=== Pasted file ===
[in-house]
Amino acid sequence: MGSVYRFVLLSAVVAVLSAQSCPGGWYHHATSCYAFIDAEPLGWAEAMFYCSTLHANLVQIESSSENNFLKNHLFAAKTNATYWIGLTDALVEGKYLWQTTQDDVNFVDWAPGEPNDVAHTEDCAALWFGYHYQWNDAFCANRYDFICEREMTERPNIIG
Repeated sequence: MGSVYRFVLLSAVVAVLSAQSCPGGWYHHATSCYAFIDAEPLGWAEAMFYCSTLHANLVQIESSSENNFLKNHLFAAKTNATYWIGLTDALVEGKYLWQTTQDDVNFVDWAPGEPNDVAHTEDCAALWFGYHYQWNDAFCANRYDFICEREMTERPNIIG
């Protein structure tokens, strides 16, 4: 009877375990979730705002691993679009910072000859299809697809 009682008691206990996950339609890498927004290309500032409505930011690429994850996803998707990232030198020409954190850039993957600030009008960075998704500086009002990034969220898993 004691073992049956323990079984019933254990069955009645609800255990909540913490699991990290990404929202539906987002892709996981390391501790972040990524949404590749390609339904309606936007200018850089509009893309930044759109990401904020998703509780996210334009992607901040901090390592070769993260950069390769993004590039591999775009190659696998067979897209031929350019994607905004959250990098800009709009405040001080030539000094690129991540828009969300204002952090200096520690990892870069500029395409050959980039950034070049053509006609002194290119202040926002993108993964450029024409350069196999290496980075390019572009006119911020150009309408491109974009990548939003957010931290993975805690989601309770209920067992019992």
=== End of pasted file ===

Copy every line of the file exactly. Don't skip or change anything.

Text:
[in-house]
Amino acid sequence: MGSVYRFVLLSAVVAVLSAQSCPGGWYHHATSCYAFIDAEPLGWAEAMFYCSTLHANLVQIESSSENNFLKNHLFAAKTNATYWIGLTDALVEGKYLWQTTQDDVNFVDWAPGEPNDVAHTEDCAALWFGYHYQWNDAFCANRYDFICEREMTERPNIIG
Repeated sequence: MGSVYRFVLLSAVVAVLSAQSCPGGWYHHATSCYAFIDAEPLGWAEAMFYCSTLHANLVQIESSSENNFLKNHLFAAKTNATYWIGLTDALVEGKYLWQTTQDDVNFVDWAPGEPNDVAHTEDCAALWFGYHYQWNDAFCANRYDFICEREMTERPNIIG
């Protein structure tokens, strides 16, 4: 009877375990979730705002691993679009910072000859299809697809 009682008691206990996950339609890498927004290309500032409505930011690429994850996803998707990232030198020409954190850039993957600030009008960075998704500086009002990034969220898993 004691073992049956323990079984019933254990069955009645609800255990909540913490699991990290990404929202539906987002892709996981390391501790972040990524949404590749390609339904309606936007200018850089509009893309930044759109990401904020998703509780996210334009992607901040901090390592070769993260950069390769993004590039591999775009190659696998067979897209031929350019994607905004959250990098800009709009405040001080030539000094690129991540828009969300204002952090200096520690990892870069500029395409050959980039950034070049053509006609002194290119202040926002993108993964450029024409350069196999290496980075390019572009006119911020150009309408491109974009990548939003957010931290993975805690989601309770209920067992019992």